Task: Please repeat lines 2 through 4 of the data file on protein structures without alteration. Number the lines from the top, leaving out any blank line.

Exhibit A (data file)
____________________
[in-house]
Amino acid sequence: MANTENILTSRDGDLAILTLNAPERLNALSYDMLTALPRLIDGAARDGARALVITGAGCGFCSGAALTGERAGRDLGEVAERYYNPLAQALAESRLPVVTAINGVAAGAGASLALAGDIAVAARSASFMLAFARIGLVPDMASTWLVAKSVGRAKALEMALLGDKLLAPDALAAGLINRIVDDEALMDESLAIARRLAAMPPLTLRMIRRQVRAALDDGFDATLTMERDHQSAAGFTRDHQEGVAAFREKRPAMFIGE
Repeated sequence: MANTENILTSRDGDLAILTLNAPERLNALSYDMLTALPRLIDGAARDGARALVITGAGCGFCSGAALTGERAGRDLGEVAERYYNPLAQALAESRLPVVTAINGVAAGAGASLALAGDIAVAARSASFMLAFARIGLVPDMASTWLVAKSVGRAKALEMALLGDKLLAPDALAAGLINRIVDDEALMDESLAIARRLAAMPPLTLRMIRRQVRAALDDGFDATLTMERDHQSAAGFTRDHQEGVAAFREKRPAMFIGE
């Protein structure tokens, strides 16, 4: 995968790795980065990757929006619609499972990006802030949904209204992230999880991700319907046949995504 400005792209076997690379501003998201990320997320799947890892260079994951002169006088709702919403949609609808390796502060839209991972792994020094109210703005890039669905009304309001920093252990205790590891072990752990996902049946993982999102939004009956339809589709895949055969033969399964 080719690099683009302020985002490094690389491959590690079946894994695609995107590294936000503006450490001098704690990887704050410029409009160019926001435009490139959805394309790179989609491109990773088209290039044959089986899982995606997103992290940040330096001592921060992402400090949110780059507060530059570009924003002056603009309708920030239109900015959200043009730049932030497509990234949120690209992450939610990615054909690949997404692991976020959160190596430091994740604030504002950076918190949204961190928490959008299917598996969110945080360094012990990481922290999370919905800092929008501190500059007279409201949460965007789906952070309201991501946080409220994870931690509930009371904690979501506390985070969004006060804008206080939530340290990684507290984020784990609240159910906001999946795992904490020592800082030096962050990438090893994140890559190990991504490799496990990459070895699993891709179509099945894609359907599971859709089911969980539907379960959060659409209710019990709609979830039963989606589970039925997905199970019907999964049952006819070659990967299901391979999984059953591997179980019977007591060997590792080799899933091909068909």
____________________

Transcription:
Amino acid sequence: MANTENILTSRDGDLAILTLNAPERLNALSYDMLTALPRLIDGAARDGARALVITGAGCGFCSGAALTGERAGRDLGEVAERYYNPLAQALAESRLPVVTAINGVAAGAGASLALAGDIAVAARSASFMLAFARIGLVPDMASTWLVAKSVGRAKALEMALLGDKLLAPDALAAGLINRIVDDEALMDESLAIARRLAAMPPLTLRMIRRQVRAALDDGFDATLTMERDHQSAAGFTRDHQEGVAAFREKRPAMFIGE
Repeated sequence: MANTENILTSRDGDLAILTLNAPERLNALSYDMLTALPRLIDGAARDGARALVITGAGCGFCSGAALTGERAGRDLGEVAERYYNPLAQALAESRLPVVTAINGVAAGAGASLALAGDIAVAARSASFMLAFARIGLVPDMASTWLVAKSVGRAKALEMALLGDKLLAPDALAAGLINRIVDDEALMDESLAIARRLAAMPPLTLRMIRRQVRAALDDGFDATLTMERDHQSAAGFTRDHQEGVAAFREKRPAMFIGE
């Protein structure tokens, strides 16, 4: 995968790795980065990757929006619609499972990006802030949904209204992230999880991700319907046949995504 400005792209076997690379501003998201990320997320799947890892260079994951002169006088709702919403949609609808390796502060839209991972792994020094109210703005890039669905009304309001920093252990205790590891072990752990996902049946993982999102939004009956339809589709895949055969033969399964 080719690099683009302020985002490094690389491959590690079946894994695609995107590294936000503006450490001098704690990887704050410029409009160019926001435009490139959805394309790179989609491109990773088209290039044959089986899982995606997103992290940040330096001592921060992402400090949110780059507060530059570009924003002056603009309708920030239109900015959200043009730049932030497509990234949120690209992450939610990615054909690949997404692991976020959160190596430091994740604030504002950076918190949204961190928490959008299917598996969110945080360094012990990481922290999370919905800092929008501190500059007279409201949460965007789906952070309201991501946080409220994870931690509930009371904690979501506390985070969004006060804008206080939530340290990684507290984020784990609240159910906001999946795992904490020592800082030096962050990438090893994140890559190990991504490799496990990459070895699993891709179509099945894609359907599971859709089911969980539907379960959060659409209710019990709609979830039963989606589970039925997905199970019907999964049952006819070659990967299901391979999984059953591997179980019977007591060997590792080799899933091909068909």